It All Falls Down: Stocks Crash Again As Trump Shutdown Begets Friday Rout

Well, predictably, Friday turned into another sour day on Wall Street.

If you came in thinking the Fed was the only thing markets are concerned about, you’re probably disabused of that notion now. John Williams did an admirable job of “clarifying” the Fed’s position in an interview with CNBC on Friday morning and that was good for a fleeting bounce in equities.

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CNBC Gives Fed A Mulligan As John Williams Explains What Powell Actually Meant

But it was quickly (and predictably) faded amid a flurry of bombastic tweets about border security and clear indications from Chuck Schumer that the wall (or the “slats” or whatever you want to call the monument to xenophobia the President wants to construct along the southern border) will forever be a figment of Trump’s imagination.



Also weighing on sentiment Friday was the Thursday evening resignation of Defense Secretary Jim Mattis, whose letter to the President was remarkable for what it said about the Pentagon’s reservations about the relative merits of the White House’s foreign policy.

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Jim Mattis Resigns – The Last Adult In The Trump Administration Is Gone

Trump spoke to reporters at a signing ceremony for criminal justice reform, and the specter of a Christmas shutdown cast a pall over the event. Trump made a series of characteristically absurd remarks.

At one point, the President actually said the wall would pay for itself in monthly installments.


He also claimed that the internet is causing “human trafficking to be at the all time worst”, a non-factoid that in his mind, justifies spending $5 billion of your taxpayer dollars on “well designed steel slats”.


This is all too much for markets. It’s just that simple. Normally, government shutdowns don’t have that much of an impact, but in addition to underscoring the contention that America’s elected representatives are simply incapable of doing what they were elected to do (i.e., legislate), the current situation lends credence to the notion that the President isn’t well. No malice intended (for once). Trump clearly isn’t in full possession of his faculties. The Mattis resignation letter essentially confirms that assessment.

This will go down as one of the worst weeks for U.S. equities since the crisis.



It’s the worst week for crude since 2014.



Both the Nasdaq and the Nasdaq 100 are in a bear market. The QTD rout in FAANG+BAT is simply astonishing. But hey, not everything in the FANG+ index is red this quarter.



Just a couple of additional quick notes on credit. I realize I’m beating a dead horse at this point considering how much attention we’ve devoted to it this week, but humor me for a few additional visuals, starting with CDX IG and HY spreads widening again a bit — here’s the look since Powell:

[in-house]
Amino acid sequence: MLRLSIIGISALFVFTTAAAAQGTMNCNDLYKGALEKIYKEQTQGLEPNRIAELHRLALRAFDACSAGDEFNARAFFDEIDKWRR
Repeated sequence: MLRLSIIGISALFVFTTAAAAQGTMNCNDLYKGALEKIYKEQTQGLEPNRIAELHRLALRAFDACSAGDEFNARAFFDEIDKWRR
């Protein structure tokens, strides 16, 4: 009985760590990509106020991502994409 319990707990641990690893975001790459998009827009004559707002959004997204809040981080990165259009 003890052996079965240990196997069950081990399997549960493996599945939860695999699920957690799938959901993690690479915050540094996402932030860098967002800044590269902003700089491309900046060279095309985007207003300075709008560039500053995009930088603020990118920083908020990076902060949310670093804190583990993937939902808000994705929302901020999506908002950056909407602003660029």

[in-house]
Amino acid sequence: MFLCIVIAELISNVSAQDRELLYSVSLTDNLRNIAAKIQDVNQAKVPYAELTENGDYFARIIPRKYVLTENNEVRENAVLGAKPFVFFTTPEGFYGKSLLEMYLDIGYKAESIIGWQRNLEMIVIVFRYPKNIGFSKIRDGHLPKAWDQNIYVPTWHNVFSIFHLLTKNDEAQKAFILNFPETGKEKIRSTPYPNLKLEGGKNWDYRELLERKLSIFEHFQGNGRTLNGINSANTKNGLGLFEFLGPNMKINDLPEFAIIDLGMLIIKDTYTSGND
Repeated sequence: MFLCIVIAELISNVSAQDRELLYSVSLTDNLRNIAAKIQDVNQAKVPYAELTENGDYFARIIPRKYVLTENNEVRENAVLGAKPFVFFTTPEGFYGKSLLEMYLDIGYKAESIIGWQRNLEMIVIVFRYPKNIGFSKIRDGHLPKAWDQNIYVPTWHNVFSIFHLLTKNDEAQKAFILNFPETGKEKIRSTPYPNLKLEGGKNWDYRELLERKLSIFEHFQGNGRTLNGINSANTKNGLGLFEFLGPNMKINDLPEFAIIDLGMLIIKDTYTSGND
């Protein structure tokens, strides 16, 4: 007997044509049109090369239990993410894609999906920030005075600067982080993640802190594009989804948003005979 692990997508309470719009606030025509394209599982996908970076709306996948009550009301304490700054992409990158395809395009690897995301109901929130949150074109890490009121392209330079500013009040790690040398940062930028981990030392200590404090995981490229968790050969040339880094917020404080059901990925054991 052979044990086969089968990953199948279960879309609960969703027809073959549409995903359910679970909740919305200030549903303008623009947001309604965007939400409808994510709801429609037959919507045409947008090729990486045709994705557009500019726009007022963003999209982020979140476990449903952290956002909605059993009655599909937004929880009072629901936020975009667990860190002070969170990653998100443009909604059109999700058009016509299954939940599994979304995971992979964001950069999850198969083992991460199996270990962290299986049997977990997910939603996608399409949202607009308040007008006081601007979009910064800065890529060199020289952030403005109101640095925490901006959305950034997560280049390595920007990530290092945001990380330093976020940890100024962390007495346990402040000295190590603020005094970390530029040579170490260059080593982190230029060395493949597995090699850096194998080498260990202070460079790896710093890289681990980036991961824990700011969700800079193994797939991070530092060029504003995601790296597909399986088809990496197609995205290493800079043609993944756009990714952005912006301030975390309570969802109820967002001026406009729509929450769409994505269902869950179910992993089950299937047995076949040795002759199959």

The CDX high yield index is now sitting at its lowest since June of 2016.



Outflows from mom and pop’s favorite liquidity-mismatched junk ETFs are piling up, with Thursday marking one of the largest outflows on record for HYG.



The weekly look is particularly flagrant.



We documented the latest news on outflows from leveraged loan funds early Friday morning, but we wanted to make one last point on that. BKLN is now trading at its largest discount to NAV since 2011.



Finally, do note that there is no liquidity. The following are updated visuals from Goldman’s Rocky Fishman which show that bid/ask depth and top-of-book depth are actually worse than they were in February.



Oh, one more thing. It won’t be long now…



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8 thoughts on “It All Falls Down: Stocks Crash Again As Trump Shutdown Begets Friday Rout

  1. Read an interesting article on Quora by someone reputed to know T Rump and stated he was an Adderall snorter….now that makes perfect sense.

  2. The fact that this Country was able to Elect an idiot as Chief Executive says very little for the Political system..The fact that an Economy that can’t sustain 3% interest rates is called robust is not a testimonial to our strength and stability. The fact that John Williams was trotted out to sacrifice for the diminished credibility of the corrupted Fiscal/Monetary regime is also no surprise. The only surprise in fact was that it has taken this long to arrive at this juncture.

    It will be fun to see what mechanisms/rabbits are pulled out of the proverbial Hat to gloss over this Christmas present. Ahh, to be as eloquent as H….would top my year off…Practice makes perfect (better will do).

  3. Who do I have to bribe to get you to come back to Seeking Alpha, Heis? Your insights would have been greatly appreciated this month. I’ve been short HYG since December last year when I first read one of your posts about liquidity and credit spreads…it’s finally panning out!

    1. The saying “The market can remain irrational longer than you can remain solvent.” is stupid. You just have to plan. I was super close to taking my profits yesterday.

  4. Yellen already publicly called stock market valuations rich near the end of her term, indicating to take profits (i.e., the Fed put strike would not be raised). You got burned, you don’t have Powell to blame for it folks.

  5. And then we have the shit-for-brains WSJ:

    “Mr. Trump entered the Presidency as a disrupter of the status quo, for which he has many fans,” the editorial board wrote. “We include ourselves among those who believe the political status quo–here and abroad–was overdue for challenge. He has provided that with a sharp cut in the U.S. corporate tax rate, economy-wide deregulation and U.S. withdrawal from the Obama Iran nuclear deal and the Paris climate accord. “

    Then came the “but…”.

    Butt me in and butt me out for as much as I can get….WSJ

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